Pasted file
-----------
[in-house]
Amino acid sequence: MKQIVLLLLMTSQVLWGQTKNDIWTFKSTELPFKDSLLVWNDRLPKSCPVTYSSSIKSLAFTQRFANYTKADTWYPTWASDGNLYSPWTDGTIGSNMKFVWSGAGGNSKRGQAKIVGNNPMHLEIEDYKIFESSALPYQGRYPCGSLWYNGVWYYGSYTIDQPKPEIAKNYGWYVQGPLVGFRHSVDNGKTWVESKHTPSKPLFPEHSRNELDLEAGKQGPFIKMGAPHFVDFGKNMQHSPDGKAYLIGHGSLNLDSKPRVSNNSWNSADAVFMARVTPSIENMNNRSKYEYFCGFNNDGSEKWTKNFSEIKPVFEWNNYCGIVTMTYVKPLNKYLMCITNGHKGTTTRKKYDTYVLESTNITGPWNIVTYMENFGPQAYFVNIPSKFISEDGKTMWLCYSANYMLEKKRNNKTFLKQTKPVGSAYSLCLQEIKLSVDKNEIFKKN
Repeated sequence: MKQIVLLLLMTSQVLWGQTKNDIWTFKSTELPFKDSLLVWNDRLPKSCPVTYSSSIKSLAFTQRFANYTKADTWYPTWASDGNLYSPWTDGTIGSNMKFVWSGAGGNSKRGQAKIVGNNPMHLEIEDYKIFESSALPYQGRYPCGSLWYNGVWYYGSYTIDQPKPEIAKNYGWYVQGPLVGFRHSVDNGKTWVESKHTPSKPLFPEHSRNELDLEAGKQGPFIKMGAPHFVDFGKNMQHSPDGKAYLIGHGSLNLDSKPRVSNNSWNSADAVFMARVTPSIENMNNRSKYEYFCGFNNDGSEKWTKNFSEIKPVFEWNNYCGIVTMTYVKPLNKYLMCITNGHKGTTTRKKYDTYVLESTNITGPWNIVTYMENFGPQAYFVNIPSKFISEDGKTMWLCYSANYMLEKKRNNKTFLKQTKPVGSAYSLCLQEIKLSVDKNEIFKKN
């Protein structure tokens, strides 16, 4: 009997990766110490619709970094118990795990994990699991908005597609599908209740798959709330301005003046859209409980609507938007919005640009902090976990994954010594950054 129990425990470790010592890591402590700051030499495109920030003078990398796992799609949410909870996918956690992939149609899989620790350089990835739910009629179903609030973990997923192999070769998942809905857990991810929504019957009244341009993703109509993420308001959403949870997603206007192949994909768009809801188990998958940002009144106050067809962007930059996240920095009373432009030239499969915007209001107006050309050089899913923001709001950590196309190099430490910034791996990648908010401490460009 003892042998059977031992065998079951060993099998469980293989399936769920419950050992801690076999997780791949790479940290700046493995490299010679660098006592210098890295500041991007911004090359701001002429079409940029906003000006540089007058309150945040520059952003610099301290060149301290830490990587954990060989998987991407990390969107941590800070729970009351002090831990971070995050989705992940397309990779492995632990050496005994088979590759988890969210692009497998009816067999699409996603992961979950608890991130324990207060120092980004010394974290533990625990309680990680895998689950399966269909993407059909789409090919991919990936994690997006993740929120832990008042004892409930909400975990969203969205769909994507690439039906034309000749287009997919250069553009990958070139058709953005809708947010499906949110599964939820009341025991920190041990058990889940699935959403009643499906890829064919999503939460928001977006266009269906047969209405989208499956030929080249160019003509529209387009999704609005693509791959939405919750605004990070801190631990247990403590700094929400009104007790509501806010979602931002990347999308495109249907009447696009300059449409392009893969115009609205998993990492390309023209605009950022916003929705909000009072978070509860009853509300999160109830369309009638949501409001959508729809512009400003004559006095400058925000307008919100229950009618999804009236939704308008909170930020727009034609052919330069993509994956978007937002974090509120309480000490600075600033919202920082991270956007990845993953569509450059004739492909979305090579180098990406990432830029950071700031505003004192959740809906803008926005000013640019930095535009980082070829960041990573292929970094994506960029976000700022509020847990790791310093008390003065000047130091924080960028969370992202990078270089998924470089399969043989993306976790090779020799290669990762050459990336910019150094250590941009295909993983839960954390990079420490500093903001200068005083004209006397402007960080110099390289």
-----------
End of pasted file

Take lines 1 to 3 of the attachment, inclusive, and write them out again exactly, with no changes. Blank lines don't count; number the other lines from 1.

[in-house]
Amino acid sequence: MKQIVLLLLMTSQVLWGQTKNDIWTFKSTELPFKDSLLVWNDRLPKSCPVTYSSSIKSLAFTQRFANYTKADTWYPTWASDGNLYSPWTDGTIGSNMKFVWSGAGGNSKRGQAKIVGNNPMHLEIEDYKIFESSALPYQGRYPCGSLWYNGVWYYGSYTIDQPKPEIAKNYGWYVQGPLVGFRHSVDNGKTWVESKHTPSKPLFPEHSRNELDLEAGKQGPFIKMGAPHFVDFGKNMQHSPDGKAYLIGHGSLNLDSKPRVSNNSWNSADAVFMARVTPSIENMNNRSKYEYFCGFNNDGSEKWTKNFSEIKPVFEWNNYCGIVTMTYVKPLNKYLMCITNGHKGTTTRKKYDTYVLESTNITGPWNIVTYMENFGPQAYFVNIPSKFISEDGKTMWLCYSANYMLEKKRNNKTFLKQTKPVGSAYSLCLQEIKLSVDKNEIFKKN
Repeated sequence: MKQIVLLLLMTSQVLWGQTKNDIWTFKSTELPFKDSLLVWNDRLPKSCPVTYSSSIKSLAFTQRFANYTKADTWYPTWASDGNLYSPWTDGTIGSNMKFVWSGAGGNSKRGQAKIVGNNPMHLEIEDYKIFESSALPYQGRYPCGSLWYNGVWYYGSYTIDQPKPEIAKNYGWYVQGPLVGFRHSVDNGKTWVESKHTPSKPLFPEHSRNELDLEAGKQGPFIKMGAPHFVDFGKNMQHSPDGKAYLIGHGSLNLDSKPRVSNNSWNSADAVFMARVTPSIENMNNRSKYEYFCGFNNDGSEKWTKNFSEIKPVFEWNNYCGIVTMTYVKPLNKYLMCITNGHKGTTTRKKYDTYVLESTNITGPWNIVTYMENFGPQAYFVNIPSKFISEDGKTMWLCYSANYMLEKKRNNKTFLKQTKPVGSAYSLCLQEIKLSVDKNEIFKKN